17.
Hosp Pediatr ; 7(4): 225-231, 2017 04.
Artigo em Inglês | MEDLINE | ID: mdl-28336579

RESUMO

BACKGROUND AND OBJECTIVES: Major adverse events (AEs) related to pediatric deep sedation occur at a low frequency but can be of high acuity. The high volume of deep sedations performed by 3 departments at our institution provided an opportunity to reduce variability and increase safety through implementation of a procedural sedation safety checklist. We hypothesized that implementation of a checklist would improve compliance of critical safety elements (CSEs) (primary outcome variable) and reduce the sedation-related AE rate (secondary outcome variable). METHODS: This process improvement project was divided into 5 phases: a retrospective analysis to assess variability in capture of CSE within 3 departments that perform deep sedation and the association between noncapture of CSE and AE occurrence (phase 1), design of the checklist and trial in simulation (phase 2), provider education (phase 3), implementation and interim analysis of checklist completion (phase 4), and final analysis of completion and impact on outcome (phase 5). RESULTS: We demonstrated interdepartmental variability in compliance with CSE completion prechecklist implementation, and we identified elements associated with AEs. Completion of provider education was 100% in all 3 departments. Final analysis showed a checklist completion rate of 75%, and its use significantly improved capture of several critical safety elements. Its use did not significantly reduce AEs (P = .105). CONCLUSIONS: This study demonstrates that the implementation of a sedation checklist improved process adherence and capture of critical safety elements; however, it failed to show a significant reduction in sedation-related AEs.


Assuntos
Lista de Checagem , Sedação Profunda/efeitos adversos , Segurança do Paciente , Comportamento de Redução do Risco , Criança , Humanos , Corpo Clínico Hospitalar/educação , Recursos Humanos de Enfermagem no Hospital/educação , Ohio , Avaliação de Programas e Projetos de Saúde
18.
Adv Simul (Lond) ; 2: 21, 2017.
Artigo em Inglês | MEDLINE | ID: mdl-29450022

RESUMO

Simulation is traditionally used to reduce errors and their negative consequences. But according to modern safety theories, this focus overlooks the learning potential of the positive performance, which is much more common than errors. Therefore, a supplementary approach to simulation is needed to unfold its full potential. In our commentary, we describe the learning from success (LFS) approach to simulation and debriefing. Drawing on several theoretical frameworks, we suggest supplementing the widespread deficit-oriented, corrective approach to simulation with an approach that focusses on systematically understanding how good performance is produced in frequent (mundane) simulation scenarios. We advocate to investigate and optimize human activity based on the connected layers of any setting: the embodied competences of the healthcare professionals, the social and organizational rules that guide their actions, and the material aspects of the setting. We discuss implications of these theoretical perspectives for the design and conduct of simulation scenarios, post-simulation debriefings, and faculty development programs.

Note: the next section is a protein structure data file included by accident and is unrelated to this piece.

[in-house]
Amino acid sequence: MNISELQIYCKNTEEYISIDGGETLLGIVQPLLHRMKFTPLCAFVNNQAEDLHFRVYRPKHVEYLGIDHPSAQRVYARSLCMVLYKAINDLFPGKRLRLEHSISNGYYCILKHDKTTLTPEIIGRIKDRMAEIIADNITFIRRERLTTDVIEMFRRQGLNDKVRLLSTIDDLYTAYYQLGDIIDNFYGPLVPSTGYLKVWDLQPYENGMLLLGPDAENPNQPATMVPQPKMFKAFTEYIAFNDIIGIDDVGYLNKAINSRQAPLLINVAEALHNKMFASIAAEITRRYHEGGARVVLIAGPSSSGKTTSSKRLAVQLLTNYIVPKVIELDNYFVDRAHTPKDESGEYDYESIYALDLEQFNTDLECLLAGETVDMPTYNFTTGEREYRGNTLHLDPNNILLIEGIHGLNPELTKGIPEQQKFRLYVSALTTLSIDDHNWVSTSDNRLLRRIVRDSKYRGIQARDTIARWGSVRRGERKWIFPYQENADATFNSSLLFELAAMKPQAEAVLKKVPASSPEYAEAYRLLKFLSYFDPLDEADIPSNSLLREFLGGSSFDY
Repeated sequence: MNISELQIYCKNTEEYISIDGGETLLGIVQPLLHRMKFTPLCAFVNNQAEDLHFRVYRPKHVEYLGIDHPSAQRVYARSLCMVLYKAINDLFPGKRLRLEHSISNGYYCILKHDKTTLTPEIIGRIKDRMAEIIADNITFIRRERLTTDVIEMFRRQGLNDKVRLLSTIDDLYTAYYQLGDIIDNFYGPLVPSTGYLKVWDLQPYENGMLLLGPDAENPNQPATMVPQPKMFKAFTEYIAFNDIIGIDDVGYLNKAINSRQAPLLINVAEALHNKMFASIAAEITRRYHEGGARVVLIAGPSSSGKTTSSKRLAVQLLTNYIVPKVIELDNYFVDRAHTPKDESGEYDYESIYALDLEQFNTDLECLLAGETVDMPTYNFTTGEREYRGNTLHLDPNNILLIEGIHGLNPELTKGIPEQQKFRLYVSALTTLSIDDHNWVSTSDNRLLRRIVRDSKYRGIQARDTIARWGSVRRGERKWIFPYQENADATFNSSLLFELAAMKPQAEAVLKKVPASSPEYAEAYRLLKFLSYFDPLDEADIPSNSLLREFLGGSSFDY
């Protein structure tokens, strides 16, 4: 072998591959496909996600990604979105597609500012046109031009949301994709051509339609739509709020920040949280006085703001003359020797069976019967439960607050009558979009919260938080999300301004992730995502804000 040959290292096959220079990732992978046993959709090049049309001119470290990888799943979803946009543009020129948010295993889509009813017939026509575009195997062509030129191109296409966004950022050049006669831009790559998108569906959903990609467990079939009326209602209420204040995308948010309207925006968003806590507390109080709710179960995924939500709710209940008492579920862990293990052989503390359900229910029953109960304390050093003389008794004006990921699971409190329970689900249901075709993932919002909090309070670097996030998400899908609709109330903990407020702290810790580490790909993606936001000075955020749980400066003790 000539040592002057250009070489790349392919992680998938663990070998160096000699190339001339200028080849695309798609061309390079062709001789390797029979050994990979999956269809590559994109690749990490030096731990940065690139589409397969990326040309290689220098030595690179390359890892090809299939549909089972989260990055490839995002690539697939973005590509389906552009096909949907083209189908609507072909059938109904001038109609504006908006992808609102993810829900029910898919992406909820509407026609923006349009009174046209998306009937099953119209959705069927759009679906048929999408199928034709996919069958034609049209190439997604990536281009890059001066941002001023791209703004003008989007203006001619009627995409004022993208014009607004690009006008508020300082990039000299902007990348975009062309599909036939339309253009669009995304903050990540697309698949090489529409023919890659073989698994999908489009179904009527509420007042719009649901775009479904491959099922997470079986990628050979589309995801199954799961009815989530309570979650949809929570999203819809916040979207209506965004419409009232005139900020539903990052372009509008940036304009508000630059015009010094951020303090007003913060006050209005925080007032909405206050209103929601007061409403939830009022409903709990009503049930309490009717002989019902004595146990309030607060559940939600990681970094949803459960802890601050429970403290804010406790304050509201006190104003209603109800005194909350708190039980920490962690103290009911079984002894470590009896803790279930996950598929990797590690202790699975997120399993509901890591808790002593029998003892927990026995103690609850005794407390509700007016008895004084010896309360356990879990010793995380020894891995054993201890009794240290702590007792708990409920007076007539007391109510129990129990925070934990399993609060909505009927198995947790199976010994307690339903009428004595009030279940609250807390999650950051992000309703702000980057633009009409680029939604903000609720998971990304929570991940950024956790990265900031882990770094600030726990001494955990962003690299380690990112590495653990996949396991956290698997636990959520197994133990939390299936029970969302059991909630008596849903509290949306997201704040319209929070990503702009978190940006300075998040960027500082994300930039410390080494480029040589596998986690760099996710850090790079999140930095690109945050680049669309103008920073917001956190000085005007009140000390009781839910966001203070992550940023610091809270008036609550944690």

19.
Simul Healthc ; 11(2): 94-9, 2016 Apr.
Artigo em Inglês | MEDLINE | ID: mdl-27043094

RESUMO

STATEMENT: On October 10, 2014, a health care worker exposed to Ebola traveled to Akron, OH, where she became symptomatic. The resulting local public health agencies and health care organization response was unequalled in our region. The day this information was announced, the emergency disaster response was activated at our hospital. The simulation center had 12 hours to prepare simulations to evaluate hospital preparedness should a patient screen positive for Ebola exposure. The team developed hybrid simulation scenarios using standardized patients, mannequin simulators, and task trainers to assess hospital preparedness in the emergency department, transport team, pediatric intensive care unit, and for interdepartmental transfers. These simulations were multidisciplinary and demonstrated gaps in the system that could expose staff to Ebola. The results of these simulations were provided rapidly to the administration. Further simulation cycles were used during the next 2 weeks to identify additional gaps and to evaluate possible solutions.